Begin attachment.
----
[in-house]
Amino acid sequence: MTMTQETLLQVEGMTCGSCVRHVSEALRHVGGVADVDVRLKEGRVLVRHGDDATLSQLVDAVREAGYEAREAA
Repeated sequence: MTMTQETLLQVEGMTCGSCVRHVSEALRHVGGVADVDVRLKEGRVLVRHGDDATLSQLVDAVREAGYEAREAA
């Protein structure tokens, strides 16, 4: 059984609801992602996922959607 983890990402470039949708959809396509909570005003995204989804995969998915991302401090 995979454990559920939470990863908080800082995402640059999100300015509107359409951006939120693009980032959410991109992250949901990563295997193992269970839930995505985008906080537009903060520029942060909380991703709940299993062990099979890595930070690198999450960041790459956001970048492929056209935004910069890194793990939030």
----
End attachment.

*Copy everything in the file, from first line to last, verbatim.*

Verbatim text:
[in-house]
Amino acid sequence: MTMTQETLLQVEGMTCGSCVRHVSEALRHVGGVADVDVRLKEGRVLVRHGDDATLSQLVDAVREAGYEAREAA
Repeated sequence: MTMTQETLLQVEGMTCGSCVRHVSEALRHVGGVADVDVRLKEGRVLVRHGDDATLSQLVDAVREAGYEAREAA
């Protein structure tokens, strides 16, 4: 059984609801992602996922959607 983890990402470039949708959809396509909570005003995204989804995969998915991302401090 995979454990559920939470990863908080800082995402640059999100300015509107359409951006939120693009980032959410991109992250949901990563295997193992269970839930995505985008906080537009903060520029942060909380991703709940299993062990099979890595930070690198999450960041790459956001970048492929056209935004910069890194793990939030």